When Karen, Marie and I divvied up the first chapter of the Modern Baker Challenge recipes, I volunteered for the final recipe, Sweet Rusks for Dunking. I don’t think they minded, and I can’t say I was that excited about it either; but I raised my hand out of a sense of practicality–rusks are often suggested as teething biscuits, something we’ll be in need of in a few months’ time around here. I never got around to making these for little E but maybe I can get in the swing of making them for little H. Poor guy gets enough handmedowns, I should make up for it after all!
I was imagining these would be something along the lines of the packaged rusks that you can find (perhaps more commonly in Europe), which look much like someone lopped off the ends of a baguette and then baked it until rock hard.
I ended up making a few modifications. First, because I didn’t have any buttermilk I figured it would be a good chance to use up the powdered buttermilk that is living in the back of my flour pantry. (It seemed like a good idea at the time, but I’ve never really wanted to use it in pancakes or much of anything, unsurprisingly. Also, it’s easy enough to make faux buttermilk in a pinch with lemon juice or whatnot). I also made the dough one day and baked it off the second. I’ve seen plenty of recipes that use double-acting baking powder and which can be refrigerated overnight, so why not here? The real reason I did this is that the entire baking process takes so long, and I figured the most I could do was get them formed in one day. It’s not that it takes so long to shape them, it’s more I only have so many breaks in a day to devote to these pursuits.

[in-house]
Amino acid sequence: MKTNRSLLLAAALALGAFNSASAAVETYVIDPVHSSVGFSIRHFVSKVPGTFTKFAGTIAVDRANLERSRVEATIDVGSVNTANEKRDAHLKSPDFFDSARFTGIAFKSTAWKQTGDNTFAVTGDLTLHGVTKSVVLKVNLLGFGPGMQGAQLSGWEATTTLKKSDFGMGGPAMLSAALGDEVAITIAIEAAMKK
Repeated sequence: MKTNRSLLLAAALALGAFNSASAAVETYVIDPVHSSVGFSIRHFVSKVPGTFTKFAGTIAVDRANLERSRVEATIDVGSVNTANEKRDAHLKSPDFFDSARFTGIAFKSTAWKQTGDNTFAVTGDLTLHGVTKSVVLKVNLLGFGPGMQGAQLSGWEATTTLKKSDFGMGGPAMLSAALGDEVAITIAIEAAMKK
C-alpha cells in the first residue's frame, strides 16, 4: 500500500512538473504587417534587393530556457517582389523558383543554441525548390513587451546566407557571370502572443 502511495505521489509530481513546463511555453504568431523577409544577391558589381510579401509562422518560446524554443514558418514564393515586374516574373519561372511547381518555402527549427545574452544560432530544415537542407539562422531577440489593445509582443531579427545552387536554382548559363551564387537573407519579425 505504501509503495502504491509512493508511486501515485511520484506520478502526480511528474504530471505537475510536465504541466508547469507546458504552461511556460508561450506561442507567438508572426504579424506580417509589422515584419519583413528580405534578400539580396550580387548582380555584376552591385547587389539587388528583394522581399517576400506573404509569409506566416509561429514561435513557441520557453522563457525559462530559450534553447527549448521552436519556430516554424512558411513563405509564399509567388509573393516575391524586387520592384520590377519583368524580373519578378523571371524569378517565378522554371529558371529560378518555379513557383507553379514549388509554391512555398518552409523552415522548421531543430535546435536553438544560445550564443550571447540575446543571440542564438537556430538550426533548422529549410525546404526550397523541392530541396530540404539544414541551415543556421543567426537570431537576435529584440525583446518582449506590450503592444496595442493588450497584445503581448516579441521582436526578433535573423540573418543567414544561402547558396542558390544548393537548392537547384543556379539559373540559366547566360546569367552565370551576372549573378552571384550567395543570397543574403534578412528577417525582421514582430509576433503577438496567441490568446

Baking takes so long as the rusks are baked twice to ensure it is rock hard. (if you’ve ever made biscotti, this will all sound familiar). Nevertheless, despite all that oven time, and even though I kept mine in longer than specified, my finished rusks were still a bit soft!
Nick Malgieri says that these are not a cookie, and he is right; they really are for dunking in coffee or tea. The flavor is very mild, almost bland, probably as they are meant to complement and not overwhelm these assertively flavored drinks.. Given their purpose, however, I can’t help but wonder about the shape. Trying to dip a little sphere into a hot liquid doesn’t sound like a leisurely way to enjoy my steaming hot drink; I’ll take the classic rusk or longer biscotti shape. Perhaps I misread something in the instructions? That happens to me even in my least sleep deprived moments!